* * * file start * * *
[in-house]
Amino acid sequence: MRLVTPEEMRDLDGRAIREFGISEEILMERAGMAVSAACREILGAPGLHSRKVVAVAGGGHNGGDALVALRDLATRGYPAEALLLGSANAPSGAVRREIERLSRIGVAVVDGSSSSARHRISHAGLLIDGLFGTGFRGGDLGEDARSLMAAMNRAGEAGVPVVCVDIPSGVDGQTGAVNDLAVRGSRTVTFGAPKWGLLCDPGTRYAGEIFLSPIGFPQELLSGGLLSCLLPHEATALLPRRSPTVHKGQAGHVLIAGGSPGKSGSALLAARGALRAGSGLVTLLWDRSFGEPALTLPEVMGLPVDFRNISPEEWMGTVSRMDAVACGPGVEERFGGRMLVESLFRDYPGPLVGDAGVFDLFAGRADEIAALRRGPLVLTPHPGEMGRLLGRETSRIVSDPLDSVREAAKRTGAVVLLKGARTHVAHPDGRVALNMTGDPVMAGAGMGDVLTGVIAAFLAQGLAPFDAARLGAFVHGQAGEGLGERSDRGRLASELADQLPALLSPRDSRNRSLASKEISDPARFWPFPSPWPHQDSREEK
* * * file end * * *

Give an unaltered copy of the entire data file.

[in-house]
Amino acid sequence: MRLVTPEEMRDLDGRAIREFGISEEILMERAGMAVSAACREILGAPGLHSRKVVAVAGGGHNGGDALVALRDLATRGYPAEALLLGSANAPSGAVRREIERLSRIGVAVVDGSSSSARHRISHAGLLIDGLFGTGFRGGDLGEDARSLMAAMNRAGEAGVPVVCVDIPSGVDGQTGAVNDLAVRGSRTVTFGAPKWGLLCDPGTRYAGEIFLSPIGFPQELLSGGLLSCLLPHEATALLPRRSPTVHKGQAGHVLIAGGSPGKSGSALLAARGALRAGSGLVTLLWDRSFGEPALTLPEVMGLPVDFRNISPEEWMGTVSRMDAVACGPGVEERFGGRMLVESLFRDYPGPLVGDAGVFDLFAGRADEIAALRRGPLVLTPHPGEMGRLLGRETSRIVSDPLDSVREAAKRTGAVVLLKGARTHVAHPDGRVALNMTGDPVMAGAGMGDVLTGVIAAFLAQGLAPFDAARLGAFVHGQAGEGLGERSDRGRLASELADQLPALLSPRDSRNRSLASKEISDPARFWPFPSPWPHQDSREEK